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I'm working on a development board which will mount on a solderless breadboard. It uses a 100 pin TQFP IC and Ethernet jack, among other things, so it would be a nightmare to get it to fit on a single section of breadboard at only 1.1" wide, and I'd like it to be big enough for users to make some edits. I'd also like to be able to plug into power distribution rails on the breadboard (like the Sparkfun Breadboard Power Supply).

However, after comparing my breadboard with a few friends and coworkers, I see that there are a number of differences in layout. I hope that I can accommodate some if not all of these differences by including multiple places to mount the headers for various breadboards.

Here's a dimensioned diagram so we're all on the same page. Imagine that there are two full strips side by side (one mostly off to the left), with power rails on both sides.

breadboard diagram [Whoops! I forgot the horizontal dimension between B and C. Let's call it E, since I don't have the source for this image anymore.]

1. What are the dimensions of popular, currently manufactured/used breadboards?
In addition to the measurements in the diagram I'd like to know the following:
2. Is there an electrical discontinuity between the top and of the power rails? (If so, is measurement '3' different at this location?)
3. What is the configuration of the breadboard? Using the convention that P is a two-column power strip and M is a middle section (rows of connections with a gap for DIP ICs in the center), my breadboard looks like: PMPPMPPMP
4. How many rows are in the breadboard middle section and power sections? Mine has 64 pairs of 5-pin rows in the middle and 10 5x2 blocks.
5. Any other discrepancies I missed which would affect PCB layout?

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  • \$\begingroup\$ Should this be community wiki? I've written it as a survey question, but if someone can come up with some documentation which describes the relevant information for a few popular styles then that would be the best answer, and deserve some rep and a check. \$\endgroup\$ – Kevin Vermeer Jan 4 '11 at 17:50
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    \$\begingroup\$ Can always make it a wiki later if the answers warrant it. \$\endgroup\$ – tyblu Jan 4 '11 at 19:39
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Given the lack of actual measurements thus far, I've decided to upload some measurements of my own. I used a ruler and a magnifier because I don't have anything more accurate, but I verified the measurements by pulling some pins out of a .1" header and test fitting it in the measurements indicated.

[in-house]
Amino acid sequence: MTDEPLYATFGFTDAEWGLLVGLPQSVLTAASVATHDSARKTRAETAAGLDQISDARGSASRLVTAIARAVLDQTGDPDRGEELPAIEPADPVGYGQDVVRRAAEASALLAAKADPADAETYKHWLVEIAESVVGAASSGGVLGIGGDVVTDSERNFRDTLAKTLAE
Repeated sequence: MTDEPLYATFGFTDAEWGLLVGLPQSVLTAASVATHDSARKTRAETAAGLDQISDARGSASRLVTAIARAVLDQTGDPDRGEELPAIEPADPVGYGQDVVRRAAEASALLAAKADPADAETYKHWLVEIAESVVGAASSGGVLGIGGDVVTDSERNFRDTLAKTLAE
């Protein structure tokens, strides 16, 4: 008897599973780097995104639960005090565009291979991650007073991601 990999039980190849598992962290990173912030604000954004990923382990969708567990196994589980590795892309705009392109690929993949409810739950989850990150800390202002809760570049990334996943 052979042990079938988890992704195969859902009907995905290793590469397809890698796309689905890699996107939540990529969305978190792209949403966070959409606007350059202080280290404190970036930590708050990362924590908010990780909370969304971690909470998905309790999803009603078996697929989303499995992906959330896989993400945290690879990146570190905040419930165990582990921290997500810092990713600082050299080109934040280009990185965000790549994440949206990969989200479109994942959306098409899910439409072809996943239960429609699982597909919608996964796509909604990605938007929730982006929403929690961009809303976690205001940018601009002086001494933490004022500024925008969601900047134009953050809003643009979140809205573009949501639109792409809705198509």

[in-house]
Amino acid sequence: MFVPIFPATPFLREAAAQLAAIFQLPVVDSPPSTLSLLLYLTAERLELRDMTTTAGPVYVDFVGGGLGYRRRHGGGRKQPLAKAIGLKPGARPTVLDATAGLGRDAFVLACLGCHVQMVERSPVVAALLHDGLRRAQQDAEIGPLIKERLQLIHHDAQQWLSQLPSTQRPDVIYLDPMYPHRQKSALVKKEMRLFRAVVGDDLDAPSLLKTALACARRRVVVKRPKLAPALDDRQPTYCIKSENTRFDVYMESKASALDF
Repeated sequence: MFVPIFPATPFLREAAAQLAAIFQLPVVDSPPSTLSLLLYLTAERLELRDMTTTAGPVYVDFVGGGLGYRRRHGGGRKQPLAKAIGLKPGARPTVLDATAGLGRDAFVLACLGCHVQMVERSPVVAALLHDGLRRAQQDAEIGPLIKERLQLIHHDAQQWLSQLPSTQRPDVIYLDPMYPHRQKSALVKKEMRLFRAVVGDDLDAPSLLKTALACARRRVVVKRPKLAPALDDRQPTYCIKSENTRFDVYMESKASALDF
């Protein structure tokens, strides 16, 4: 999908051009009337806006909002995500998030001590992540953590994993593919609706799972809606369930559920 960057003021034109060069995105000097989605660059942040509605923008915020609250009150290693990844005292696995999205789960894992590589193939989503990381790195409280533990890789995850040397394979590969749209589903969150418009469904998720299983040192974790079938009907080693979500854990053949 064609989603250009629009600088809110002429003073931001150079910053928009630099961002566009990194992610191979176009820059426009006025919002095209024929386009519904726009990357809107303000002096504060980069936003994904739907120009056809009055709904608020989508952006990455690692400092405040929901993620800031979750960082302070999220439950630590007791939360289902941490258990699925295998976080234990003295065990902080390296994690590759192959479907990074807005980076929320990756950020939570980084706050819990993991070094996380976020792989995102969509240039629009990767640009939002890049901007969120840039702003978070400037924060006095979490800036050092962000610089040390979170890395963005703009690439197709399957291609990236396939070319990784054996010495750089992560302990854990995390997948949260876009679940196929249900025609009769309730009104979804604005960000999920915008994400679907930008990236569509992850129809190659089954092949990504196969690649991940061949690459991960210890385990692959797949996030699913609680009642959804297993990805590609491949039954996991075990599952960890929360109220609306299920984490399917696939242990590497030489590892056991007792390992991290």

| BB  | A  | B  | C  | D  | E  | 1  | 2  | 3  | 4  | R4 |
|-----|----|----|----|----|----|----|----|----|----|----|
| Top | .3-| .1 | .4 | .3 | .3 | .2-| .4 | .2 | .2 | 0  |
| 2nd | NA | .1 | .4 | .3 | .3 | .2 | .4 | .2 | .3 | inf|
| 3rd | .2+| .15| .4 | .3 | .3 | .2 | .4 | .2 | .3 | inf|
| Bot | .3-| .1 | .4 | .3 | .3 | .2-| .4 | .2 | .2 | 0  |

A measurement like .3- means that it was slightly smaller than .3, but not .25 or .3. Measurement 4 is the distance between the center two power rails (notice that it's different on the middle 2), and R4 is the resistance between the top and bottom of the measurement.

The breadboards I used are shown in the following picture, numbered 1 (on the bottom) to 4.

Breadboards. Larger version at imgur.com/fST77, but E&R won't upload it.

The one on top of the stack is from RSR, the next is a couple old 3M Super Strips. I think that the third might be a Twin Industries model, but I don't know that. It and the bottom one were purchased by my school and the guys who would know where they're from don't get back until Monday.

I'd love to have some Twin Industries, Parallax, Global Specialties, Sparkfun, Seeedstudio, and Adafruit measurements. I'm about ready to just email all of those manufacturers and ask them to take some calipers out to the warehouse, but I feel bad asking for that kind of a favor without intending to buy one of them.

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Breadboards at Digikey will give you some sizes.

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  • \$\begingroup\$ No, they don't. I haven't seen one yet that gives any of the dimensions listed in my diagram. All of 3M's datasheets point here[pdf], which only gives the outlines. Twin Industries and Parallax, the other two suppliers, don't have datasheets at all. \$\endgroup\$ – Kevin Vermeer Jan 4 '11 at 22:39
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Usually .1" pitch between rows and columns with either .1" or .15" from the last column in an area to the first column of a power rail. Sometimes there's one column for a power bus, sometimes 2.

Usually the bus columns are split in the middle of the board with either .1" or .15" between the rows across the split.

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    \$\begingroup\$ Huh...I have found 5 different breadboards, and they all have two-column power busses. Do you have a link or dimensions? \$\endgroup\$ – Kevin Vermeer Jan 5 '11 at 4:07
  • \$\begingroup\$ This one only has a one-column power bus: sparkfun.com/products/137 It seems to me that most of the boards don't give dimensions on the inside (like you want) but only outside dimensions (like you found). \$\endgroup\$ – AngryEE Jan 5 '11 at 13:15

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